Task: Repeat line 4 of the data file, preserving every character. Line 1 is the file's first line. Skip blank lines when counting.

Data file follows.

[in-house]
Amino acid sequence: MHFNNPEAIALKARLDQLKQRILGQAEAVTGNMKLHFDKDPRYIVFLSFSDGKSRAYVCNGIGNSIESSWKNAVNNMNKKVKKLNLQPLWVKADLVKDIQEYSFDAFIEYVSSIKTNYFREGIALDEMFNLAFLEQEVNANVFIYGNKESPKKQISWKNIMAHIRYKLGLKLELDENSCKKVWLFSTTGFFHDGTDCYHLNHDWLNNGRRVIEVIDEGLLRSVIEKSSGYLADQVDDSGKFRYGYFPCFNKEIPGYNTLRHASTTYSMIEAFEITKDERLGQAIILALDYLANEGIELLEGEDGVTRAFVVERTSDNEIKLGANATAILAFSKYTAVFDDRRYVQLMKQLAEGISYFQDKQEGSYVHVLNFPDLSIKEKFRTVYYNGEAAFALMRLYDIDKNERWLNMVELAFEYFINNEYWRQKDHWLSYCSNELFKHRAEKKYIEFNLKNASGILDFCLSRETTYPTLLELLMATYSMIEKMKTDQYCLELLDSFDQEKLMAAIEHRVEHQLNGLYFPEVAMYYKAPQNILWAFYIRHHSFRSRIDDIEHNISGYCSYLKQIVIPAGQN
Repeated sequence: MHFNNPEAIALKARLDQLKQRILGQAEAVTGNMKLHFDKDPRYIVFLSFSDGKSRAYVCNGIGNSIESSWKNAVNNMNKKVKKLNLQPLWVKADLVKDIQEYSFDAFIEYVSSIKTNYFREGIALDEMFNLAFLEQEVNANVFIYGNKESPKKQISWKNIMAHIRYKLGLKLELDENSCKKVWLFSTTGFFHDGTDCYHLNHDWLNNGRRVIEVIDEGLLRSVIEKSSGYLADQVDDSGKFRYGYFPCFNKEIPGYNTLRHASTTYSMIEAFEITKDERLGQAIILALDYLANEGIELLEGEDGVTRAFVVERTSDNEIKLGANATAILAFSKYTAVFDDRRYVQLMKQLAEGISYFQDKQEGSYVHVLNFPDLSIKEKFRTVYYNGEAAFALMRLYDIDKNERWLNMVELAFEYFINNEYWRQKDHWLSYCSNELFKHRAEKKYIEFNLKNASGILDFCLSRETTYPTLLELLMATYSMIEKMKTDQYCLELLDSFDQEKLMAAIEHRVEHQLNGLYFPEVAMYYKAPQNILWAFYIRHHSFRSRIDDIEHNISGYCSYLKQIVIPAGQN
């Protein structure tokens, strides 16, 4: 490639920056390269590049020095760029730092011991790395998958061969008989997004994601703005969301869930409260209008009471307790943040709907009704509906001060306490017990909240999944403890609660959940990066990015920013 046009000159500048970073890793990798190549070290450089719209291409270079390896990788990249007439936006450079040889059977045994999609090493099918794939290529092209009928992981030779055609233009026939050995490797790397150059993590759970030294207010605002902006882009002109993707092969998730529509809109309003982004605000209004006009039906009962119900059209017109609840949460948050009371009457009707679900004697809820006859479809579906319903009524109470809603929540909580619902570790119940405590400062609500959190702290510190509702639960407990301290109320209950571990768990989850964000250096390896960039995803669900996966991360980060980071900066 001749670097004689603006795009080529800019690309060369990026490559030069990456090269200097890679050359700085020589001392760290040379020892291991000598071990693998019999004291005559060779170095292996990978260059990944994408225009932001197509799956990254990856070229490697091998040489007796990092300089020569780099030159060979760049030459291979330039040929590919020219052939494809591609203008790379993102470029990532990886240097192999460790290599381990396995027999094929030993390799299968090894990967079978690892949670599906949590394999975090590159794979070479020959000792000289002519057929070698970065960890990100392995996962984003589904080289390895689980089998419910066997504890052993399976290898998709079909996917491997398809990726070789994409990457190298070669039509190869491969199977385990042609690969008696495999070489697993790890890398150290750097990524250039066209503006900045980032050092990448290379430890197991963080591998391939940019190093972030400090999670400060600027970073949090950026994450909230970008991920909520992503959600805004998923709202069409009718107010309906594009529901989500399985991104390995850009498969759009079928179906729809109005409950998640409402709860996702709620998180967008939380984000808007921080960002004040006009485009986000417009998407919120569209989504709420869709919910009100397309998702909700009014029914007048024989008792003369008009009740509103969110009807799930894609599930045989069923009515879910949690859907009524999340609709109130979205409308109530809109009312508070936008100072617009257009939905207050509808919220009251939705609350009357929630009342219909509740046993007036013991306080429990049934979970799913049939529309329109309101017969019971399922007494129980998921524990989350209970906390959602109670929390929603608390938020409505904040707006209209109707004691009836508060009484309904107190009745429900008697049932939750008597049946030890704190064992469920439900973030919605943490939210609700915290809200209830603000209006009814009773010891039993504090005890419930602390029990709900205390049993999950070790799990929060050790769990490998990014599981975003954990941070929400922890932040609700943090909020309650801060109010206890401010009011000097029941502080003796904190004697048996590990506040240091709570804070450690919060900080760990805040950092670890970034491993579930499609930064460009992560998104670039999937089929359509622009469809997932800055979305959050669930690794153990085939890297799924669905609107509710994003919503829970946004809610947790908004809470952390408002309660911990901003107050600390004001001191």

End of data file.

């Protein structure tokens, strides 16, 4: 490639920056390269590049020095760029730092011991790395998958061969008989997004994601703005969301869930409260209008009471307790943040709907009704509906001060306490017990909240999944403890609660959940990066990015920013 046009000159500048970073890793990798190549070290450089719209291409270079390896990788990249007439936006450079040889059977045994999609090493099918794939290529092209009928992981030779055609233009026939050995490797790397150059993590759970030294207010605002902006882009002109993707092969998730529509809109309003982004605000209004006009039906009962119900059209017109609840949460948050009371009457009707679900004697809820006859479809579906319903009524109470809603929540909580619902570790119940405590400062609500959190702290510190509702639960407990301290109320209950571990768990989850964000250096390896960039995803669900996966991360980060980071900066 001749670097004689603006795009080529800019690309060369990026490559030069990456090269200097890679050359700085020589001392760290040379020892291991000598071990693998019999004291005559060779170095292996990978260059990944994408225009932001197509799956990254990856070229490697091998040489007796990092300089020569780099030159060979760049030459291979330039040929590919020219052939494809591609203008790379993102470029990532990886240097192999460790290599381990396995027999094929030993390799299968090894990967079978690892949670599906949590394999975090590159794979070479020959000792000289002519057929070698970065960890990100392995996962984003589904080289390895689980089998419910066997504890052993399976290898998709079909996917491997398809990726070789994409990457190298070669039509190869491969199977385990042609690969008696495999070489697993790890890398150290750097990524250039066209503006900045980032050092990448290379430890197991963080591998391939940019190093972030400090999670400060600027970073949090950026994450909230970008991920909520992503959600805004998923709202069409009718107010309906594009529901989500399985991104390995850009498969759009079928179906729809109005409950998640409402709860996702709620998180967008939380984000808007921080960002004040006009485009986000417009998407919120569209989504709420869709919910009100397309998702909700009014029914007048024989008792003369008009009740509103969110009807799930894609599930045989069923009515879910949690859907009524999340609709109130979205409308109530809109009312508070936008100072617009257009939905207050509808919220009251939705609350009357929630009342219909509740046993007036013991306080429990049934979970799913049939529309329109309101017969019971399922007494129980998921524990989350209970906390959602109670929390929603608390938020409505904040707006209209109707004691009836508060009484309904107190009745429900008697049932939750008597049946030890704190064992469920439900973030919605943490939210609700915290809200209830603000209006009814009773010891039993504090005890419930602390029990709900205390049993999950070790799990929060050790769990490998990014599981975003954990941070929400922890932040609700943090909020309650801060109010206890401010009011000097029941502080003796904190004697048996590990506040240091709570804070450690919060900080760990805040950092670890970034491993579930499609930064460009992560998104670039999937089929359509622009469809997932800055979305959050669930690794153990085939890297799924669905609107509710994003919503829970946004809610947790908004809470952390408002309660911990901003107050600390004001001191």